Peter S. Fiske is the CEO of PAX Water Technologies, Inc. in San Rafael, California. A native of Bethesda, Maryland, Peter has an A.B. from Princeton University, a Ph.D. in Geological and Environmental Sciences from Stanford University, and an MBA from the University of California, Berkeley’s Haas School of Business. In 1996, he was selected as a White House Fellow and served one year in the Pentagon as Special Assistant to the Under Secretary for Acquisition and Technology, Dr. Paul Kaminski. In 2001 Peter helped found RAPT Industries, to commercialize a novel surface processing technology developed at Lawrence Livermore Laboratories.
In addition to his day job, Peter is a nationally recognized lecturer on the subject of career development for scientists and engineers and author of the book Put Your Science to Work: The Take-Charge Career Guide for Scientists. His columns have appeared in Nature and the on-line version of Science.
Here is an excerpt from my interview with Peter:
What advice would you give to a scientist working in industry?
One of the real hang-ups that scientists and engineers have is they feel like they have to be the expert and be able to provide all the answers. One thing you learn very quickly in business is just how much you don’t know, and how much you need to rely on other people. The sooner that you learn that, the more successful you will be. I’ve found people to be wonderful about giving you the answer or guiding you to others who can help you.
Scientists come from a culture where technical accuracy is absolutely paramount. It completely frames all discussion. When they move into an industry environment they see teams implementing imperfect technical solutions and making imperfect choices, and they simply don’t understand. Their natural tendency is to say the problem needs more study, but this is often impractical. The whole world of business is about tradeoffs and the time value of making a decision now versus later. The fact is, at a certain point you have to make a decision based on incomplete data and move on.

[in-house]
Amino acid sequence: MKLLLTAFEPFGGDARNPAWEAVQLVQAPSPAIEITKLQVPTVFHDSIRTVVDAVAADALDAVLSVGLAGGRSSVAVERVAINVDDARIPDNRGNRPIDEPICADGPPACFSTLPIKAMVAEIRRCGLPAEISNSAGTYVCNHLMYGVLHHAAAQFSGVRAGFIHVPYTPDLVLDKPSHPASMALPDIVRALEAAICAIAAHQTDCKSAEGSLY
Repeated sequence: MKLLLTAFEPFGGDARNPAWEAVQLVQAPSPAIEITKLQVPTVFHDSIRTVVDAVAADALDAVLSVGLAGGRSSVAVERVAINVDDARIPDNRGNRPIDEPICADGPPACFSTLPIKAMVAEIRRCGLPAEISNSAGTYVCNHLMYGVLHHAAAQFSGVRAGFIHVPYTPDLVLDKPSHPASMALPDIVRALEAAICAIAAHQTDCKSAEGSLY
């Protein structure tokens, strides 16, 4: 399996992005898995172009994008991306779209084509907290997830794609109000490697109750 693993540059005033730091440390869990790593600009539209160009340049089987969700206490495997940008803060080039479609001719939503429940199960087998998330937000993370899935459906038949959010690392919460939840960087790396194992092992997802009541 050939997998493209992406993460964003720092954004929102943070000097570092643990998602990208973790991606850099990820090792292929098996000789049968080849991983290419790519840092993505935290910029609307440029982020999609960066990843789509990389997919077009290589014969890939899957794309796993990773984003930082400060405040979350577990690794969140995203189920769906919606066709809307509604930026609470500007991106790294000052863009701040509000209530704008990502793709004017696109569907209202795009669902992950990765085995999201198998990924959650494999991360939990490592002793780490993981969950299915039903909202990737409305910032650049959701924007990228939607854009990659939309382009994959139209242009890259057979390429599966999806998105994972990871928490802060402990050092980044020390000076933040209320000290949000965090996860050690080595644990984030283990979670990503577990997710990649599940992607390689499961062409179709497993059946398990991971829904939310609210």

Scientists can also identify with their discipline and see themselves only as a chemist or physicist. They lock themselves into very specific roles within a company instead of thinking “I am a problem solver. I am resourceful. I can do a broader range of things.” I am surprised that scientists rarely spend time seeking out and learning about other aspects of the business. They should get out of their hole and see what is happening in other parts of the business. They should spend half a day with the marketing group, for example. When they don’t do this they risk slipping into a degree of arrogance where they think the R&D team is creating all the value for the company and everybody else is just fumbling around. By the time someone gets to that point they are in deep trouble.
Are there areas where science education could be improved to help students transition into an industry setting?
There are a number of things that frustrate me about graduate school training in both the sciences and in engineering. One is that a lot of the critical skills that scientists and engineers really need, such as leadership and communication skills, are not focused on in graduate degree programs. Universities seem to feel that students either come with those skills or they pick them up on their own, so there’s no reason to train them. These soft skills can and should be trained, though. The science and engineering disciplines would be much stronger if we had more professional focus on developing people, instead of just technical skills.